President of the Jamaica Bar Association, Jacqueline Cummings, says better police investigations are needed for the plea bargaining program to be a successful initiative.
She was reacting to Justice Minister Delroy Chuck, who on the weekend expressed disappointment that the plea bargaining system introduced last year hasn’t taken off as expected.
Minister Chuck says they need at least 70-percent of the cases to be dealt with through plea bargaining, in order to succeed in clearing the backlog in the courts.
Ms Cummings says 90-percent of cases could be disposed of in plea bargaining if better police investigations are done.
She’s also calling for more training for defense attorneys in plea bargaining.
Minister Chuck had sought to lay the blame for limited guilty plea, at the feet of defense attorneys, saying not enough of them are encouraging their clients to take the plea offers.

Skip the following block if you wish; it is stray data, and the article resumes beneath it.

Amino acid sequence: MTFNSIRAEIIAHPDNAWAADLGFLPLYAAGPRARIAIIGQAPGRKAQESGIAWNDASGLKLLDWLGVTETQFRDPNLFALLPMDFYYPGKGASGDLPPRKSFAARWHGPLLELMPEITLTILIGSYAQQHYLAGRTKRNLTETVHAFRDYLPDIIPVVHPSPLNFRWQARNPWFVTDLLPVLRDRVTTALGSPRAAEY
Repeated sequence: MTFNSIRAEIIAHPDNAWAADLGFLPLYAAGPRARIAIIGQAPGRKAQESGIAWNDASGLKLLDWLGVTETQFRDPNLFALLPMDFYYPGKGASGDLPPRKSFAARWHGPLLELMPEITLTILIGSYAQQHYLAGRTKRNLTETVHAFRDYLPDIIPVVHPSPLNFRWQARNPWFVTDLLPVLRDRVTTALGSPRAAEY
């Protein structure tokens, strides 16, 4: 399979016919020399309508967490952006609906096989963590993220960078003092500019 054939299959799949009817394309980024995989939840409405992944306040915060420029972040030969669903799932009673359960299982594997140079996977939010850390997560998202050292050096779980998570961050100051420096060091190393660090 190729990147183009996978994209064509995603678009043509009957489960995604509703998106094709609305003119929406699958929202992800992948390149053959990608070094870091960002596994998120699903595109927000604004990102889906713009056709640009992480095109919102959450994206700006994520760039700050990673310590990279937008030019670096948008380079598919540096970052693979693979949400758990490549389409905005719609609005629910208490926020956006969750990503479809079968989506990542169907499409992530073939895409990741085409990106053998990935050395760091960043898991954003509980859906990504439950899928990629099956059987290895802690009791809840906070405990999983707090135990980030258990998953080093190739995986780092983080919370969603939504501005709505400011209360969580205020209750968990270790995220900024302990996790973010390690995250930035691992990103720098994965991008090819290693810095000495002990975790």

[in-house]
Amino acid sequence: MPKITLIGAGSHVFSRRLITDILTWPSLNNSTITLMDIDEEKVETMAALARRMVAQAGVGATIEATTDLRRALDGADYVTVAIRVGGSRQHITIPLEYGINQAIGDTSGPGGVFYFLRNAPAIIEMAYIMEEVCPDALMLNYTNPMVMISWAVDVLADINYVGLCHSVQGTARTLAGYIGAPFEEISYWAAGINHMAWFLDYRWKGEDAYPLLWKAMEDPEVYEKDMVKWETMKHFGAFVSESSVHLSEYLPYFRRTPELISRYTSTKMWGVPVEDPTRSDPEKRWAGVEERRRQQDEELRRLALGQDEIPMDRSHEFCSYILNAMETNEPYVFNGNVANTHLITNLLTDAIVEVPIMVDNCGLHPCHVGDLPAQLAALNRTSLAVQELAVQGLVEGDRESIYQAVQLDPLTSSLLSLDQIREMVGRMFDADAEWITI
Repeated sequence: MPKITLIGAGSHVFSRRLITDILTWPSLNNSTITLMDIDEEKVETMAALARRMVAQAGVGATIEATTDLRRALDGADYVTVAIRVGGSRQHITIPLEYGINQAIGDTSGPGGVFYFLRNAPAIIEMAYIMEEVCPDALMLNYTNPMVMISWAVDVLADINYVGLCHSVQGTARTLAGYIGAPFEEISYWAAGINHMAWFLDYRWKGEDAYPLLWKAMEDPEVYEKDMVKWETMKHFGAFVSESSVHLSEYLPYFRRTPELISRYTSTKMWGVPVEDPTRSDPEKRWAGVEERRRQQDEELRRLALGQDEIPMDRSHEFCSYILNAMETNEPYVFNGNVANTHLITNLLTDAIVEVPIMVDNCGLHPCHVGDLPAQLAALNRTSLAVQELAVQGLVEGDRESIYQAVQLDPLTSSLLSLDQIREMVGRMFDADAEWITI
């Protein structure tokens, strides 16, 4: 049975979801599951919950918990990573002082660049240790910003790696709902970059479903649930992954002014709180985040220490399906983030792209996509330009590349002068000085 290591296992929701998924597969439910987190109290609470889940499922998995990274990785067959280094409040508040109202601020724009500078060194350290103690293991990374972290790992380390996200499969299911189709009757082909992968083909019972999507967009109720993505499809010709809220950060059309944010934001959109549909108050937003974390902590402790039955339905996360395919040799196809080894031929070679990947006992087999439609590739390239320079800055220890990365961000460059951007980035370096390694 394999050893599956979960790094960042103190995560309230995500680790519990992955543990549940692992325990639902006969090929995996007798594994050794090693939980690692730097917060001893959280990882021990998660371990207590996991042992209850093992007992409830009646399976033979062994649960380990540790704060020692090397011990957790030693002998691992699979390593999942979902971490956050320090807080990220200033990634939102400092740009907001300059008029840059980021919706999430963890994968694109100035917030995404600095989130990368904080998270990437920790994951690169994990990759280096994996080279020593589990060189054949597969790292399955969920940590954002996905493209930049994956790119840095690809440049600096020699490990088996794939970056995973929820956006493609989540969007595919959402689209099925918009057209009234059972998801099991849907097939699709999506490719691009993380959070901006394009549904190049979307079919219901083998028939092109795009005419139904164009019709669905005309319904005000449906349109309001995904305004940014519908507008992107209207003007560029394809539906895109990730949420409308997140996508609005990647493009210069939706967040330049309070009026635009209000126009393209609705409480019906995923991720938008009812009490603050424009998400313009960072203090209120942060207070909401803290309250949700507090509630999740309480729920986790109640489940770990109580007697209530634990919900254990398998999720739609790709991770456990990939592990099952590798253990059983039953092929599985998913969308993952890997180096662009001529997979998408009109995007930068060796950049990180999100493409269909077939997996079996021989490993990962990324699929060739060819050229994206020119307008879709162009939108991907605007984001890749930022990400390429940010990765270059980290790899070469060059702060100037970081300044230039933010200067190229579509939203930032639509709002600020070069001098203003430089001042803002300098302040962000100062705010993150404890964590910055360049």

But Ms Cummings says defense attorneys can’t force their clients to plead guilty if they don’t wish to do so.
Ms. Cummings also says prosecutors should do more to guide the process of plea bargaining.
In the meantime, Director of Public Prosecution, DPP, Paula Llewelyn, is assuring the Justice Minister that several cases are being disposed of in guilty pleas.
She says while the formal plea bargaining system hasn’t taken off as the Minister would like, there’s been a vast increase in persons opting to go the route of informal guilty pleas.
The DPP says with the informal route, there’s little need for documentation.
Ms. Llewelyn also reacted to the President of the Jamaica Bar Association’s suggestion that prosecutors need to do more to guide the process of plea bargaining.